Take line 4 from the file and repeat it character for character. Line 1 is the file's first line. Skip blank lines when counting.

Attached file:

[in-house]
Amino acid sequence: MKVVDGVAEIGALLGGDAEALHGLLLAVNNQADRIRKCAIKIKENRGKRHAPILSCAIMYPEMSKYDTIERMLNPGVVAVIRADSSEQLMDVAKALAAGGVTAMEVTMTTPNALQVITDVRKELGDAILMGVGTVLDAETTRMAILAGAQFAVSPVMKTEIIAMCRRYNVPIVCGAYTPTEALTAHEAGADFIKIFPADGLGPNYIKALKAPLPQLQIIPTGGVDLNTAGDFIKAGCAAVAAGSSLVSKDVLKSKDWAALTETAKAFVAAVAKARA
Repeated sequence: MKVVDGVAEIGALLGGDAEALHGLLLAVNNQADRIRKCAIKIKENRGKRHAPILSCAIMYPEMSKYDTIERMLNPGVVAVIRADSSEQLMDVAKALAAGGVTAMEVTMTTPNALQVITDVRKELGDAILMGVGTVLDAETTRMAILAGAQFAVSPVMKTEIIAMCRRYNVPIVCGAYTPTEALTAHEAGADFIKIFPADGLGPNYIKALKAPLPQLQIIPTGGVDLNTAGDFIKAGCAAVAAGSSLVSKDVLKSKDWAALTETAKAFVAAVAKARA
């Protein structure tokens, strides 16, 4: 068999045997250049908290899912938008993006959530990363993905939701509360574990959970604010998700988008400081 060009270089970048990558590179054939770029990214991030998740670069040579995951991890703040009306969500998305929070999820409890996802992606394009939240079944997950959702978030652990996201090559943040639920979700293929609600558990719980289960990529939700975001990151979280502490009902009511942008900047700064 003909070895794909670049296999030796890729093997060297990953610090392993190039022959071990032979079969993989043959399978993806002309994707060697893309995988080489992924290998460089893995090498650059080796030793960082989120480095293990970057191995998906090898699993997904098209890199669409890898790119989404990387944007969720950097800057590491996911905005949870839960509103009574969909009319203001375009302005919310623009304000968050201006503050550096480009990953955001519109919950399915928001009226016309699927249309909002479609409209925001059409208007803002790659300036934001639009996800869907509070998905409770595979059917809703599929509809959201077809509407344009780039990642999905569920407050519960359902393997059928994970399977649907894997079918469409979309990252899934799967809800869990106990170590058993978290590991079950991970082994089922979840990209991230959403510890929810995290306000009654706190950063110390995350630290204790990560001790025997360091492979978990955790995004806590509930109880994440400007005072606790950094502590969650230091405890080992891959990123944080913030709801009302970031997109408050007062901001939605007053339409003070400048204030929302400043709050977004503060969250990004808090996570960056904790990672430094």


């Protein structure tokens, strides 16, 4: 068999045997250049908290899912938008993006959530990363993905939701509360574990959970604010998700988008400081 060009270089970048990558590179054939770029990214991030998740670069040579995951991890703040009306969500998305929070999820409890996802992606394009939240079944997950959702978030652990996201090559943040639920979700293929609600558990719980289960990529939700975001990151979280502490009902009511942008900047700064 003909070895794909670049296999030796890729093997060297990953610090392993190039022959071990032979079969993989043959399978993806002309994707060697893309995988080489992924290998460089893995090498650059080796030793960082989120480095293990970057191995998906090898699993997904098209890199669409890898790119989404990387944007969720950097800057590491996911905005949870839960509103009574969909009319203001375009302005919310623009304000968050201006503050550096480009990953955001519109919950399915928001009226016309699927249309909002479609409209925001059409208007803002790659300036934001639009996800869907509070998905409770595979059917809703599929509809959201077809509407344009780039990642999905569920407050519960359902393997059928994970399977649907894997079918469409979309990252899934799967809800869990106990170590058993978290590991079950991970082994089922979840990209991230959403510890929810995290306000009654706190950063110390995350630290204790990560001790025997360091492979978990955790995004806590509930109880994440400007005072606790950094502590969650230091405890080992891959990123944080913030709801009302970031997109408050007062901001939605007053339409003070400048204030929302400043709050977004503060969250990004808090996570960056904790990672430094």